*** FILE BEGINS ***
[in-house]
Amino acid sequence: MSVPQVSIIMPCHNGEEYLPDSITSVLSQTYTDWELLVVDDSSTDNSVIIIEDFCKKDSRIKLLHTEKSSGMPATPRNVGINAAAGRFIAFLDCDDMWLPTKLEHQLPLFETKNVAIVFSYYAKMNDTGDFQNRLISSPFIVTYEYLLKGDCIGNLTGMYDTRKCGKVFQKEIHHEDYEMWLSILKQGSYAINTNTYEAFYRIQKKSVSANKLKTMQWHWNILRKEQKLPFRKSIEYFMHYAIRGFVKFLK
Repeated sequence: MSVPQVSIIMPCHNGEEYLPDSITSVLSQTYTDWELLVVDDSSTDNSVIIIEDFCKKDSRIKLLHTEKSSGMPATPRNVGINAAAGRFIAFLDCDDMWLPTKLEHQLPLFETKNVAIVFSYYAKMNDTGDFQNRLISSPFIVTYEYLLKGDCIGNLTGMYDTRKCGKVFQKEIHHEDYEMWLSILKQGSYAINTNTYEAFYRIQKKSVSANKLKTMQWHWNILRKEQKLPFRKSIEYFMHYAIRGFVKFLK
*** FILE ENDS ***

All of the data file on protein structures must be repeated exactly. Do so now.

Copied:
[in-house]
Amino acid sequence: MSVPQVSIIMPCHNGEEYLPDSITSVLSQTYTDWELLVVDDSSTDNSVIIIEDFCKKDSRIKLLHTEKSSGMPATPRNVGINAAAGRFIAFLDCDDMWLPTKLEHQLPLFETKNVAIVFSYYAKMNDTGDFQNRLISSPFIVTYEYLLKGDCIGNLTGMYDTRKCGKVFQKEIHHEDYEMWLSILKQGSYAINTNTYEAFYRIQKKSVSANKLKTMQWHWNILRKEQKLPFRKSIEYFMHYAIRGFVKFLK
Repeated sequence: MSVPQVSIIMPCHNGEEYLPDSITSVLSQTYTDWELLVVDDSSTDNSVIIIEDFCKKDSRIKLLHTEKSSGMPATPRNVGINAAAGRFIAFLDCDDMWLPTKLEHQLPLFETKNVAIVFSYYAKMNDTGDFQNRLISSPFIVTYEYLLKGDCIGNLTGMYDTRKCGKVFQKEIHHEDYEMWLSILKQGSYAINTNTYEAFYRIQKKSVSANKLKTMQWHWNILRKEQKLPFRKSIEYFMHYAIRGFVKFLK